Suicide bombers have attacked three churches in Indonesia’s second-largest city Surabaya, killing at least 11 people.
Around 40 others were injured in the attacks, which occurred within minutes of each other. No group has so far said it carried them out.
TV pictures showed debris scattered around the entrance of one church.
Indonesia, the most populous Muslim-majority country, has seen a resurgence of Islamist militancy in recent months.
More than 90% of Indonesians are Muslim, but there are also significant populations of Christians, Hindus and Buddhists.
The attack is the deadliest since 2005, when three suicide bombings on the resort island of Bali killed 20 people.
The first explosion took place between services at the Santa Maria Catholic Church around 07:30 local time (00:30 GMT). Inspector General Machfud Arifin told CNN Indonesia that a motorbike was used in the attack.
According to Reuters, the second bombing targeted the cark park of a Pentecostal church. Images of the scene showed a number of burnt motorcycles.
Unconfirmed eyewitness reports say that the third attack was carried out by one or more veiled women who entered a church with children.
Officials reportedly foiled attacks against other churches.
So far there has been no claim of responsibility for the attacks.
But Wawan Purwanto, of Indonesia’s intelligence agency, said the Islamic State-inspired group, Jemaah Ansharut Daulah (JAD), was suspected to be behind them.
He added that the bombings were likely to be linked to an incident earlier this month, when five members of the security forces were killed during a 36-hour standoff with militant Islamist prisoners at a high security prison on the outskirts of the capital Jakarta.
Separately, police said they had killed four suspected members of JAD in Cianjur, West Java.
Christian leaders urged calm. “We don’t need to be afraid when facing terror threats. We must leave it completely to the government to handle,” the head of the Indonesian Communion of Churches said in a statement on Sunday quoted by The Jakarta Post.
Indonesia’s Foreign Minister Retno Marsudi condemned the attack and sent her condolences to the victims and their families.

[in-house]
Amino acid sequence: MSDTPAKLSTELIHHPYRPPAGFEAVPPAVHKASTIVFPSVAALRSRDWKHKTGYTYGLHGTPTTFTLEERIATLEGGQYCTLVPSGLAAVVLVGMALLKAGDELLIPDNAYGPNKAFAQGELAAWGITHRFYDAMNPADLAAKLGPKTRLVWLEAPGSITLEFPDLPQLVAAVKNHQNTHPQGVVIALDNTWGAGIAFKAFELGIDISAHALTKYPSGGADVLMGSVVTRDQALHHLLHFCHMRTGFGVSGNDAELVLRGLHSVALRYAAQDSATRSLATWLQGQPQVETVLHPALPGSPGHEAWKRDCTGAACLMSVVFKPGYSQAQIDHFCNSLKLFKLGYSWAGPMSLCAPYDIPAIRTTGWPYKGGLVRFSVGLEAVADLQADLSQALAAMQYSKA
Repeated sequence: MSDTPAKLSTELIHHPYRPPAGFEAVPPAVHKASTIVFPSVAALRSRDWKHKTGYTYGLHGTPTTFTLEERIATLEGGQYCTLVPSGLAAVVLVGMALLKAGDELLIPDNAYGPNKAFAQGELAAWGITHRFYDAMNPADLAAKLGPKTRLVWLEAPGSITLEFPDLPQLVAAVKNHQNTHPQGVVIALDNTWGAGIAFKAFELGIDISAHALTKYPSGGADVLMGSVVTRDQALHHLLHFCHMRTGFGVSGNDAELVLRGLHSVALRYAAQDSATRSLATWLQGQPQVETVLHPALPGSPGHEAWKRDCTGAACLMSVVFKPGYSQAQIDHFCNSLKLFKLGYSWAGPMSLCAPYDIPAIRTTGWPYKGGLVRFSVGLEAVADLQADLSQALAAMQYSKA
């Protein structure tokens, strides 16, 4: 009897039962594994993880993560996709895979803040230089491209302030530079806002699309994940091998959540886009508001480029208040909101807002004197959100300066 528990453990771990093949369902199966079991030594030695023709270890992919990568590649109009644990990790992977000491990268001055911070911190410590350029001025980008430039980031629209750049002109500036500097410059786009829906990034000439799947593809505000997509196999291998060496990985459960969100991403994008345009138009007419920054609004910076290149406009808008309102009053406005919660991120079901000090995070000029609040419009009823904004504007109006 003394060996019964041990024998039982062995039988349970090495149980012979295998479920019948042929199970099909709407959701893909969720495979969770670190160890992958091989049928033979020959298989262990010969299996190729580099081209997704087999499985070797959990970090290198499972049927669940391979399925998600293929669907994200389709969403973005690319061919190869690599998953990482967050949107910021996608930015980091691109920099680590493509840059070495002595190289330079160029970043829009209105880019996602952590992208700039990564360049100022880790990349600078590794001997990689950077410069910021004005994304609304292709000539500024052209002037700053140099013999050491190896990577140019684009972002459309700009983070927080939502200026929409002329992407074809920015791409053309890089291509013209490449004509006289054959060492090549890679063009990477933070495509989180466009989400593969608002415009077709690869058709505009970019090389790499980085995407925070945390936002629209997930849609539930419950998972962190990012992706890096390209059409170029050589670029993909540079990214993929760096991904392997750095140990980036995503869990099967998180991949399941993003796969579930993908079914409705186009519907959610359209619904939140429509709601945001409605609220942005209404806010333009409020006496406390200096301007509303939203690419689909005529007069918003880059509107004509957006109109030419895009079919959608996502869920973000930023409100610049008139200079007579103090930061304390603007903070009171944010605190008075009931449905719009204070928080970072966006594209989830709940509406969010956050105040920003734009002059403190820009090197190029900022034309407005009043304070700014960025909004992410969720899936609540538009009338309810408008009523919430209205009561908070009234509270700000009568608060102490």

Strongly condemn the terrorist attack in Surabaya – Ret
We will not back down in the fight against terrorism
— Menteri Luar Negeri Republik Indonesia (@Menlu_RI) May 13, 2018
Witnesses there described three consecutive blasts which shattered church windows and a metal roof canopy, and burned cars in the adjacent carpark. The bomb was suspected to be planted in one of the cars parked outside the church.
President Joko Widodo, who rushed to the city yesterday, described the attacks as “truly savage and beyond tolerable” and said he there were “no words to express the sorrow we feel for the loss of lives”.
“This is a crime against humanity and has nothing to do with religion. We must unite to fight against terrorism.”
The attacks come several days after five Indonesian police officers and a prisoner were killed in clashes that saw Islamist inmates take a guard hostage at a high-security jail on the outskirts of Jakarta.
The Islamic State (IS) group claimed responsibility for that incident although police rejected its involvement.
Prime Minister Malcolm Turnbull and Foreign Minister Julie Bishop issued a joint statement saying Australia condemned the “cowardly terrorist attacks” on the churches as well as wednesday’s attacks at the Indonesian Police Mobile Brigade Headquarters.
“We stand in solidarity with the Government of Indonesia….(and) offer our sincere condolences to the family and friends of those killed and injured,” it said.
“Australia remains committed to our close security partnership with Indonesia to combat terrorism, including cooperation between law enforcement and security agencies.”
Indonesia’s 260 million people includes significant numbers of minority Christians, Hindus and Buddhists but there are concerns over rising sectarian intolerance and militancy.
Indonesian police shot and wounded a man who attacked a church congregation in the town of Sleman with a sword during a Sunday mass in February.
The radical Islamist, who had wanted to fight with the Islamic State group in Syria, injured four people.